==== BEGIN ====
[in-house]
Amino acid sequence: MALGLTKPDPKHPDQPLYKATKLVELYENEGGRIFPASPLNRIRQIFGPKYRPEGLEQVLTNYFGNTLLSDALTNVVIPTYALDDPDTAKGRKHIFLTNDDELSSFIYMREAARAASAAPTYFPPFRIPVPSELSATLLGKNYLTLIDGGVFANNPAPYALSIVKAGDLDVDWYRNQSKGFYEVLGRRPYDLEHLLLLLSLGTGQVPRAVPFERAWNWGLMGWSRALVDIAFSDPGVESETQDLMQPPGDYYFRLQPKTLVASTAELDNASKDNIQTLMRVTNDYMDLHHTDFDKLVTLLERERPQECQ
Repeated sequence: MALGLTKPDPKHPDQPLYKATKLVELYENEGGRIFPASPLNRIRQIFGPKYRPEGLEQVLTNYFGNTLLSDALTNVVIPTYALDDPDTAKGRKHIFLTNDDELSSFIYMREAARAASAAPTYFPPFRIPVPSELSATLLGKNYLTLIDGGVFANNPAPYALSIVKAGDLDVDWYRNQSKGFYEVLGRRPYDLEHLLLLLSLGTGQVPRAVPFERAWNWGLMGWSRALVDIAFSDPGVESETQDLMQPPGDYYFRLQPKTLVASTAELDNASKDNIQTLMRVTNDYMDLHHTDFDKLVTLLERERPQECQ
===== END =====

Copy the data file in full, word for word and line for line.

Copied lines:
[in-house]
Amino acid sequence: MALGLTKPDPKHPDQPLYKATKLVELYENEGGRIFPASPLNRIRQIFGPKYRPEGLEQVLTNYFGNTLLSDALTNVVIPTYALDDPDTAKGRKHIFLTNDDELSSFIYMREAARAASAAPTYFPPFRIPVPSELSATLLGKNYLTLIDGGVFANNPAPYALSIVKAGDLDVDWYRNQSKGFYEVLGRRPYDLEHLLLLLSLGTGQVPRAVPFERAWNWGLMGWSRALVDIAFSDPGVESETQDLMQPPGDYYFRLQPKTLVASTAELDNASKDNIQTLMRVTNDYMDLHHTDFDKLVTLLERERPQECQ
Repeated sequence: MALGLTKPDPKHPDQPLYKATKLVELYENEGGRIFPASPLNRIRQIFGPKYRPEGLEQVLTNYFGNTLLSDALTNVVIPTYALDDPDTAKGRKHIFLTNDDELSSFIYMREAARAASAAPTYFPPFRIPVPSELSATLLGKNYLTLIDGGVFANNPAPYALSIVKAGDLDVDWYRNQSKGFYEVLGRRPYDLEHLLLLLSLGTGQVPRAVPFERAWNWGLMGWSRALVDIAFSDPGVESETQDLMQPPGDYYFRLQPKTLVASTAELDNASKDNIQTLMRVTNDYMDLHHTDFDKLVTLLERERPQECQ